Assessment of hyperglycemia after calcium channel blocker overdoses involving diltiazem or verapamil.Crit Care Med. 2007 Sep; 35(9):2071-5.CC
Overdoses of calcium channel blocker agents result in hyperglycemia, primarily due to the blockade of pancreatic L-type calcium channels and insulin resistance on the cellular level. The clinical significance of the hyperglycemia in this setting has not previously been described.
This study is a retrospective review of all adult (age, >or=15 yrs) patients with a discharge diagnosis of acute verapamil or diltiazem overdose at five university-affiliated teaching hospitals. The severity of overdose was assessed by determining whether a patient met the composite end points of in-hospital mortality, the necessity for a temporary pacemaker, or the need for vasopressors. We compared the initial and peak serum glucose concentrations with hemodynamic variables between patients who did and did not meet the composite end points.
A total of 40 patients met inclusion criteria, with verapamil and diltiazem accounting for 27 of 40 (67.5%) and 13 of 40 (32.5%) of the ingestions, respectively. For those patients who did and did not meet the composite end points, the median initial serum glucose concentrations were 188 (interquartile range, 143.5-270.5) mg/dL and 129 (98.5-156.5) mg/dL, respectively (p = .0058). The median peak serum glucose concentrations for these two groups were 364 (267.5-408.5) mg/dL and 145 (107.5-160.5) mg/dL, respectively (p = .0001). The median increase in blood glucose was 71.2% for those who met composite end points vs. 0% for those who did not meet composite end points (p = .0067). Neither the change in the median heart rate nor the change in systolic blood pressure was significantly different in any group.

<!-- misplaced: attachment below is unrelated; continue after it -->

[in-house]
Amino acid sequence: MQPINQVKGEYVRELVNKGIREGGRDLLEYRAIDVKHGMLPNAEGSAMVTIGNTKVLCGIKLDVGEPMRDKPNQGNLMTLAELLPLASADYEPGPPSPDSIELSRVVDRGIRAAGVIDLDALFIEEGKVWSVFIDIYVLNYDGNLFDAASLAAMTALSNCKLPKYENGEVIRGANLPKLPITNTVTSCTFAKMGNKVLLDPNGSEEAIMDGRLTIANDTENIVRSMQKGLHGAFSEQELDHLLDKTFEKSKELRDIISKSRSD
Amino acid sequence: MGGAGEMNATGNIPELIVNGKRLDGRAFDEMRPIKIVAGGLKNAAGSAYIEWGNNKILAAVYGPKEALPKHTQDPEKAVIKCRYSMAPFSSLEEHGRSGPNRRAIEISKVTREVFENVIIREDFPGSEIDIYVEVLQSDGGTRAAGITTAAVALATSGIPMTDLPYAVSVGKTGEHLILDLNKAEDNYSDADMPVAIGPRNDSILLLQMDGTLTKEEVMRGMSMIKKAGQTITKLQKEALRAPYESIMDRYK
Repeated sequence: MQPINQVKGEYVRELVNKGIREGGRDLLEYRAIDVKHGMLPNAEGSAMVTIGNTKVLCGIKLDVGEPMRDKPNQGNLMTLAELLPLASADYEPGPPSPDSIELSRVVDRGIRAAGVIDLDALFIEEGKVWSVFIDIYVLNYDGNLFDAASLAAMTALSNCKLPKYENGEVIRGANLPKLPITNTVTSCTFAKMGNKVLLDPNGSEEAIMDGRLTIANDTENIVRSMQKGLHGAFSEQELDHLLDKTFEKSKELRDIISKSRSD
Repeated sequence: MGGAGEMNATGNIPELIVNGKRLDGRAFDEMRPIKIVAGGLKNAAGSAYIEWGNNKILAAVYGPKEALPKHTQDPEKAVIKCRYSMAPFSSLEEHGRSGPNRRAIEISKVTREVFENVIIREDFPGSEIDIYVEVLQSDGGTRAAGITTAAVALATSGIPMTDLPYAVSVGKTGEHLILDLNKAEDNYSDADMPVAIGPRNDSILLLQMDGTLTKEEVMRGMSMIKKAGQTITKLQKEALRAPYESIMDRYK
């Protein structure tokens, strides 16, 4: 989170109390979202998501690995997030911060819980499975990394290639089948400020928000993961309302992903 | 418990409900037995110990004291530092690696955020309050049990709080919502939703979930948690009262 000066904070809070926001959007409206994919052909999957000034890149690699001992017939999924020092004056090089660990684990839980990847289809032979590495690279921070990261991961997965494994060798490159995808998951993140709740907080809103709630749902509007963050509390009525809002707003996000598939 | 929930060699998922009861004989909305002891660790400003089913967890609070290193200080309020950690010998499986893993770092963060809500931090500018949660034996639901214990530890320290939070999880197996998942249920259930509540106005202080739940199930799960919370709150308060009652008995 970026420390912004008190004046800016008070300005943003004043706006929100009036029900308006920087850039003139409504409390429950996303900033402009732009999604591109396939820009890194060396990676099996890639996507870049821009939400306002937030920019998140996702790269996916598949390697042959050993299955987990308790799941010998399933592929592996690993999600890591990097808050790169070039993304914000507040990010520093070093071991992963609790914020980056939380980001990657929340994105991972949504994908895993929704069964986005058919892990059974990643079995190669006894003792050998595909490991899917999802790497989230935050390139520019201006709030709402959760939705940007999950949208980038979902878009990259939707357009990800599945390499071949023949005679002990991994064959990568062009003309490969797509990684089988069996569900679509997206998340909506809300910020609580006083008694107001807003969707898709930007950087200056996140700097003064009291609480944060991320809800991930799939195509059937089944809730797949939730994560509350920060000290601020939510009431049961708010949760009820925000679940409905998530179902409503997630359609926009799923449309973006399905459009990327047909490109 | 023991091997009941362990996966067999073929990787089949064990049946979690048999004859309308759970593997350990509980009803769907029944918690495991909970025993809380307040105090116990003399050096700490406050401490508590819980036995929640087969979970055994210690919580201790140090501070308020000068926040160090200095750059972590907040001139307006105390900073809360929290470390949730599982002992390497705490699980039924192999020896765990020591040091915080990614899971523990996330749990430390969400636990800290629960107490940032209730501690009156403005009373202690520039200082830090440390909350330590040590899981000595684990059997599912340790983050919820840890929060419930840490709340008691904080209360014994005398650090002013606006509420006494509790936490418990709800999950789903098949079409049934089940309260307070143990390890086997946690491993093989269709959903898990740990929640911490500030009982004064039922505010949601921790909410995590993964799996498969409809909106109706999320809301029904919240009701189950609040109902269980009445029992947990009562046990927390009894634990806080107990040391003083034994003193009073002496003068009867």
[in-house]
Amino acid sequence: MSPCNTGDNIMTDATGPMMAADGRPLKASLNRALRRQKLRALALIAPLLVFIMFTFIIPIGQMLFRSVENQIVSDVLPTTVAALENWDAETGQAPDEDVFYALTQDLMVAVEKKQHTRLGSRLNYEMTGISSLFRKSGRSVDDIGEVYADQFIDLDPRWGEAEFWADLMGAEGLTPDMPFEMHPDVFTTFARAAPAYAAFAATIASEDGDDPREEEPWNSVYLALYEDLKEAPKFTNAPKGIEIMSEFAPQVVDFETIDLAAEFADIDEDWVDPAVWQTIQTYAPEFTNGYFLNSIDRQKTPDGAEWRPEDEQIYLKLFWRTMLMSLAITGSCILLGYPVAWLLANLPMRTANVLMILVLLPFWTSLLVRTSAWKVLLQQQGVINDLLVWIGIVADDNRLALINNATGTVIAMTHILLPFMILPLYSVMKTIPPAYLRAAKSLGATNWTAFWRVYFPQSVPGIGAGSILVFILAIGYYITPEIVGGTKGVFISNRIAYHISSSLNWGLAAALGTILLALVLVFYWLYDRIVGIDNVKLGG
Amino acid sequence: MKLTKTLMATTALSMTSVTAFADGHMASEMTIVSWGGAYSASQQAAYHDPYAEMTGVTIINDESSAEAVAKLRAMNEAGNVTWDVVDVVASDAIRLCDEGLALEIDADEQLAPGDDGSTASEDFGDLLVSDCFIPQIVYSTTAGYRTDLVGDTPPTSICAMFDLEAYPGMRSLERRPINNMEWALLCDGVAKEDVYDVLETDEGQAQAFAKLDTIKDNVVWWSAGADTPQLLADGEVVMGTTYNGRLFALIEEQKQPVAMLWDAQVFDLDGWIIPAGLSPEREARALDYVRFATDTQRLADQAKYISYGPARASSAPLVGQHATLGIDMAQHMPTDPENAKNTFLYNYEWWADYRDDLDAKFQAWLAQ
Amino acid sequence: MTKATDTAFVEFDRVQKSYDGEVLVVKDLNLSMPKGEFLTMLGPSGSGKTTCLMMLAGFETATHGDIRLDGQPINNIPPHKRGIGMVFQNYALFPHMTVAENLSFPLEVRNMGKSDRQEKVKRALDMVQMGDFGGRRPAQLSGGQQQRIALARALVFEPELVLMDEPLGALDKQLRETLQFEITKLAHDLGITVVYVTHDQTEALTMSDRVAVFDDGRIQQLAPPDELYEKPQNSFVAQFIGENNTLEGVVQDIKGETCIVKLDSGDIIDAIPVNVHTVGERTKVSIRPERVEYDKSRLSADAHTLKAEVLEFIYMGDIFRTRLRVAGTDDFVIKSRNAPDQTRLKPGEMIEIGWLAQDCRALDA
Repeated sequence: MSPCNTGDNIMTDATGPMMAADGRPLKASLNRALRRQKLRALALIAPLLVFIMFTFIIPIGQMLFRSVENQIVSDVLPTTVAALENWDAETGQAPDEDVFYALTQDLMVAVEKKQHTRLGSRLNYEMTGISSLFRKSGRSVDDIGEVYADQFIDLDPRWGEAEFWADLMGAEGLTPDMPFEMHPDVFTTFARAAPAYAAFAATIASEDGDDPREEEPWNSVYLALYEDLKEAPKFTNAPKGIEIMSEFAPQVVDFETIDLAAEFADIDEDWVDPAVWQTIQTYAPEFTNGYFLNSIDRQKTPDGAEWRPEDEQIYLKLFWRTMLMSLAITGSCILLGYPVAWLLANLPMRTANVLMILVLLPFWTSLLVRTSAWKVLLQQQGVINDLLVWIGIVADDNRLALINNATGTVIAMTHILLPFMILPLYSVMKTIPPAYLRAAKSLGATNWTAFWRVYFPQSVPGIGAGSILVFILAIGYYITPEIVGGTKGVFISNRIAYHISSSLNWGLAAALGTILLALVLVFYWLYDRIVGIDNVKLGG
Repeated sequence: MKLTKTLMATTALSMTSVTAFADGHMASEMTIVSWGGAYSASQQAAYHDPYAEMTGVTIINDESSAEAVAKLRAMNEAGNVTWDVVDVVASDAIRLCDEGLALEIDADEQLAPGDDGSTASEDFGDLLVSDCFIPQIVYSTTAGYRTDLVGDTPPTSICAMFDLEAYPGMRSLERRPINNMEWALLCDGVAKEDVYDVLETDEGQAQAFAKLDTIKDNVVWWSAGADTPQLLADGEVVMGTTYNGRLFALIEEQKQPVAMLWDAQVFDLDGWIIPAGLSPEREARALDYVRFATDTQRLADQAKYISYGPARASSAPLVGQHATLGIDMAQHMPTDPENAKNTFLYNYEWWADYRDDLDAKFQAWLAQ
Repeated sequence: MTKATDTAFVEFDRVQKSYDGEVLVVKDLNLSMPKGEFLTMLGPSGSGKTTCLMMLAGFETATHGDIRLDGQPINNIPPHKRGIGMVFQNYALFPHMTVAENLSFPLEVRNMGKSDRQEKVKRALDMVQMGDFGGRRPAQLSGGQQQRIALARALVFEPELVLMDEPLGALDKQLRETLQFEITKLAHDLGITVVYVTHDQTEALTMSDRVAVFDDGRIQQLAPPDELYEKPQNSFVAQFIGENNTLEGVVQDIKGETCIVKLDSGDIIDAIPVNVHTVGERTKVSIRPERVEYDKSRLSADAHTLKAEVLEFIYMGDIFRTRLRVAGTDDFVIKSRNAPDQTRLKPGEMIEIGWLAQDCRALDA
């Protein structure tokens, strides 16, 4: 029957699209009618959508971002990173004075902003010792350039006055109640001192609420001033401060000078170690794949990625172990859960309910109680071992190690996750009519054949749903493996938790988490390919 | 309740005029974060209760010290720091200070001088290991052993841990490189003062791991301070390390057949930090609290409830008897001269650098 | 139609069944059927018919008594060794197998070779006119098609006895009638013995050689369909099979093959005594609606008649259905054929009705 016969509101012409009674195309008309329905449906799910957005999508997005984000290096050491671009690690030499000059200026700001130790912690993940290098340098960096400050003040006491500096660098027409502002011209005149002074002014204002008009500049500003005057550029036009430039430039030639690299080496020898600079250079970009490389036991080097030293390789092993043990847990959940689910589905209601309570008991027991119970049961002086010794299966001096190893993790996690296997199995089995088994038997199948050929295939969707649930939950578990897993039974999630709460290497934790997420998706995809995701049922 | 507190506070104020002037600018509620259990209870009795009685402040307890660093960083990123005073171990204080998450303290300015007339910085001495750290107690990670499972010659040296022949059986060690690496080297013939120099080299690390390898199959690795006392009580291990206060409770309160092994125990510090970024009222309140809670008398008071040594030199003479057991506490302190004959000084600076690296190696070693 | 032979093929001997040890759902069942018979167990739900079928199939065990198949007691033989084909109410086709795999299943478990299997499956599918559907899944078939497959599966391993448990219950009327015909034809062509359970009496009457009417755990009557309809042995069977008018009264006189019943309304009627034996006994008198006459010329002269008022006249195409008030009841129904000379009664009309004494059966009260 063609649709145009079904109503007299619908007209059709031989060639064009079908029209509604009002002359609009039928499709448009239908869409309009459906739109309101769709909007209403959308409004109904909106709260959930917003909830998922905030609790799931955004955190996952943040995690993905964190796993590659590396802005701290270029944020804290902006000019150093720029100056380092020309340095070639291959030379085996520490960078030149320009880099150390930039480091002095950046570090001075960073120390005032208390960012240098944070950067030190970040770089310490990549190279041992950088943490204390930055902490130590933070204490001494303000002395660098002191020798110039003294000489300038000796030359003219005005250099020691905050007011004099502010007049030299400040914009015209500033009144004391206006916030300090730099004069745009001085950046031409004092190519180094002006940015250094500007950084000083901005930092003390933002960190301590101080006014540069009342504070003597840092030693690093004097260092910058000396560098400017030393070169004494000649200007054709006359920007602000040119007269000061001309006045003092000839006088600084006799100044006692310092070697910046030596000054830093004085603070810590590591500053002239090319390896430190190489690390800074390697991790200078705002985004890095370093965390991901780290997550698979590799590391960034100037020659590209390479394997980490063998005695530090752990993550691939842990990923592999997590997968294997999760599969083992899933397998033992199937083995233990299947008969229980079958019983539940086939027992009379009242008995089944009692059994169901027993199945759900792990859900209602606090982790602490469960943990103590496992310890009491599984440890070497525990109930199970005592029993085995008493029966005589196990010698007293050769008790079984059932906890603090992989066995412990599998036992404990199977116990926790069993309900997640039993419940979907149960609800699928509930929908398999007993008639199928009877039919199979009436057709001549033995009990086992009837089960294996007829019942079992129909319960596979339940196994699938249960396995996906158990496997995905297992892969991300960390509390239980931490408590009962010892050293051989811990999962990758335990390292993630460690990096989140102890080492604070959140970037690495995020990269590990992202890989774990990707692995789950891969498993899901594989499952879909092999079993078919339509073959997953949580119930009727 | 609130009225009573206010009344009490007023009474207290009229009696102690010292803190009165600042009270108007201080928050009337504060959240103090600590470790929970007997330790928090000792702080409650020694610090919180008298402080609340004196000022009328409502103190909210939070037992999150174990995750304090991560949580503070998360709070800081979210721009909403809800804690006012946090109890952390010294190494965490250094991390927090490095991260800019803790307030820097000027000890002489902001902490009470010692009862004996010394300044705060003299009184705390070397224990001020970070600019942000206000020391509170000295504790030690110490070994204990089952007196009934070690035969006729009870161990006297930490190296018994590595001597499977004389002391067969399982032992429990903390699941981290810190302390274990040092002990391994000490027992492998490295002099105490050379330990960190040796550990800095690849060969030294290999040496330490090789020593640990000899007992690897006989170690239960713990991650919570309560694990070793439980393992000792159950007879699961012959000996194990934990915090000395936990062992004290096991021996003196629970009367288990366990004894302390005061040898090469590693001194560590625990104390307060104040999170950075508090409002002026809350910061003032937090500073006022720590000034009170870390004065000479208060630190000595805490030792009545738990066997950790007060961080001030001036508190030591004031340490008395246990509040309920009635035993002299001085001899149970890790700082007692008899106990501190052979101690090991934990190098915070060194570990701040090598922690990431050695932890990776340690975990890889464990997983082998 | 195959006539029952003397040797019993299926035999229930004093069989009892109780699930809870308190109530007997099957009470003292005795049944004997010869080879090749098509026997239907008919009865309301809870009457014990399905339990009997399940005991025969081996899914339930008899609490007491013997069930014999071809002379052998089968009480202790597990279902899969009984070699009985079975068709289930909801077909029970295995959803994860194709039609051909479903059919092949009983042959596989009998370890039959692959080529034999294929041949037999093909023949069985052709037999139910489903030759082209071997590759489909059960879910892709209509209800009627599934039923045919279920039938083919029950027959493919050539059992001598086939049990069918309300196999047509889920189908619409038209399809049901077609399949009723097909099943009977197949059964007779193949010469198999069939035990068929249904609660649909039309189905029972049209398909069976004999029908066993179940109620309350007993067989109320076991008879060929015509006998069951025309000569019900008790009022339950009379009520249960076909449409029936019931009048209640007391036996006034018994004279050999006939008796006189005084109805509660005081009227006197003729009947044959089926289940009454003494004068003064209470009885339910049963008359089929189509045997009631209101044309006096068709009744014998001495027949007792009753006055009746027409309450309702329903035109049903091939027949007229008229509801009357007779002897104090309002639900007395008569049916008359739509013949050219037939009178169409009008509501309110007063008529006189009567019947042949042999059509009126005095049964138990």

Serum glucose concentrations correlate directly with the severity of the calcium channel blocker intoxication. The percentage increase of the peak glucose concentration is a better predictor of severity of illness than hemodynamic derangements. If validated prospectively, serum glucose concentration alone might be an indicator to begin hyperinsulinemia-euglycemia therapy.